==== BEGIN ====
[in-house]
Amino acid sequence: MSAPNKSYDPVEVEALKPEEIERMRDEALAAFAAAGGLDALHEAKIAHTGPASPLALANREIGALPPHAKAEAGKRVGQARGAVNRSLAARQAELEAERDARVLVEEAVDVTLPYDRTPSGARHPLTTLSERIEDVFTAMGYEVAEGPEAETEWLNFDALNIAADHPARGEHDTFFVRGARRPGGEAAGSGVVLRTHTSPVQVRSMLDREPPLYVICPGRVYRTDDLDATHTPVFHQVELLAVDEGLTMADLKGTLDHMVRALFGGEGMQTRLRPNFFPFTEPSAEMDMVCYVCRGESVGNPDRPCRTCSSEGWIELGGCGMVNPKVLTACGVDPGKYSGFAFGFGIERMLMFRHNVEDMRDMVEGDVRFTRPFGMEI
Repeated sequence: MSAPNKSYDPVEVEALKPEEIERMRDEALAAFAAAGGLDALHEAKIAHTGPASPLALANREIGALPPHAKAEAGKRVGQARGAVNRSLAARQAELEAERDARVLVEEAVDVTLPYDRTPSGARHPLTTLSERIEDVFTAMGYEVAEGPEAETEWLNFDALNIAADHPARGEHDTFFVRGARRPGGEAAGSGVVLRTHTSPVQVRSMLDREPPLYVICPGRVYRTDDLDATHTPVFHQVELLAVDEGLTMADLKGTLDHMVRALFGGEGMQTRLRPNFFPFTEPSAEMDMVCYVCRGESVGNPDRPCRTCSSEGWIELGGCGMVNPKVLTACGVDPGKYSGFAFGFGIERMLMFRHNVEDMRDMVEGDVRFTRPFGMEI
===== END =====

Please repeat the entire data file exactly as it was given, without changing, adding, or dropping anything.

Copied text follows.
[in-house]
Amino acid sequence: MSAPNKSYDPVEVEALKPEEIERMRDEALAAFAAAGGLDALHEAKIAHTGPASPLALANREIGALPPHAKAEAGKRVGQARGAVNRSLAARQAELEAERDARVLVEEAVDVTLPYDRTPSGARHPLTTLSERIEDVFTAMGYEVAEGPEAETEWLNFDALNIAADHPARGEHDTFFVRGARRPGGEAAGSGVVLRTHTSPVQVRSMLDREPPLYVICPGRVYRTDDLDATHTPVFHQVELLAVDEGLTMADLKGTLDHMVRALFGGEGMQTRLRPNFFPFTEPSAEMDMVCYVCRGESVGNPDRPCRTCSSEGWIELGGCGMVNPKVLTACGVDPGKYSGFAFGFGIERMLMFRHNVEDMRDMVEGDVRFTRPFGMEI
Repeated sequence: MSAPNKSYDPVEVEALKPEEIERMRDEALAAFAAAGGLDALHEAKIAHTGPASPLALANREIGALPPHAKAEAGKRVGQARGAVNRSLAARQAELEAERDARVLVEEAVDVTLPYDRTPSGARHPLTTLSERIEDVFTAMGYEVAEGPEAETEWLNFDALNIAADHPARGEHDTFFVRGARRPGGEAAGSGVVLRTHTSPVQVRSMLDREPPLYVICPGRVYRTDDLDATHTPVFHQVELLAVDEGLTMADLKGTLDHMVRALFGGEGMQTRLRPNFFPFTEPSAEMDMVCYVCRGESVGNPDRPCRTCSSEGWIELGGCGMVNPKVLTACGVDPGKYSGFAFGFGIERMLMFRHNVEDMRDMVEGDVRFTRPFGMEI